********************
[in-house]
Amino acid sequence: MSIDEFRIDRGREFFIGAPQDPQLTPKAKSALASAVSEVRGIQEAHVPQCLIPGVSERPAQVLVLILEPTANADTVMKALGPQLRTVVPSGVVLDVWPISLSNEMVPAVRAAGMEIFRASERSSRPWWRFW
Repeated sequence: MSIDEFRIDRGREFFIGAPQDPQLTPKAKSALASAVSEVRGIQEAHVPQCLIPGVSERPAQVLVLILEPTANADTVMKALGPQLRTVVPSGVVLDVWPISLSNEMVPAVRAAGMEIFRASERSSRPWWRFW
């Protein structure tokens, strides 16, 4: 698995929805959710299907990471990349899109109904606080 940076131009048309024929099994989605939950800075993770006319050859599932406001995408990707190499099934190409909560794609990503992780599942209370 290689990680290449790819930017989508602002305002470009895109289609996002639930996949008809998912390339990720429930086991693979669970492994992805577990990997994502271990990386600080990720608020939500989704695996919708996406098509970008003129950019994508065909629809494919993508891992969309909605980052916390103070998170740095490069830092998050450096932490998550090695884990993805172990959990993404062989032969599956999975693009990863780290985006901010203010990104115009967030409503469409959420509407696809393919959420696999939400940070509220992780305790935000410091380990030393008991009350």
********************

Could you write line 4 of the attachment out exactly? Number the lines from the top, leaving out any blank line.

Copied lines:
């Protein structure tokens, strides 16, 4: 698995929805959710299907990471990349899109109904606080 940076131009048309024929099994989605939950800075993770006319050859599932406001995408990707190499099934190409909560794609990503992780599942209370 290689990680290449790819930017989508602002305002470009895109289609996002639930996949008809998912390339990720429930086991693979669970492994992805577990990997994502271990990386600080990720608020939500989704695996919708996406098509970008003129950019994508065909629809494919993508891992969309909605980052916390103070998170740095490069830092998050450096932490998550090695884990993805172990959990993404062989032969599956999975693009990863780290985006901010203010990104115009967030409503469409959420509407696809393919959420696999939400940070509220992780305790935000410091380990030393008991009350």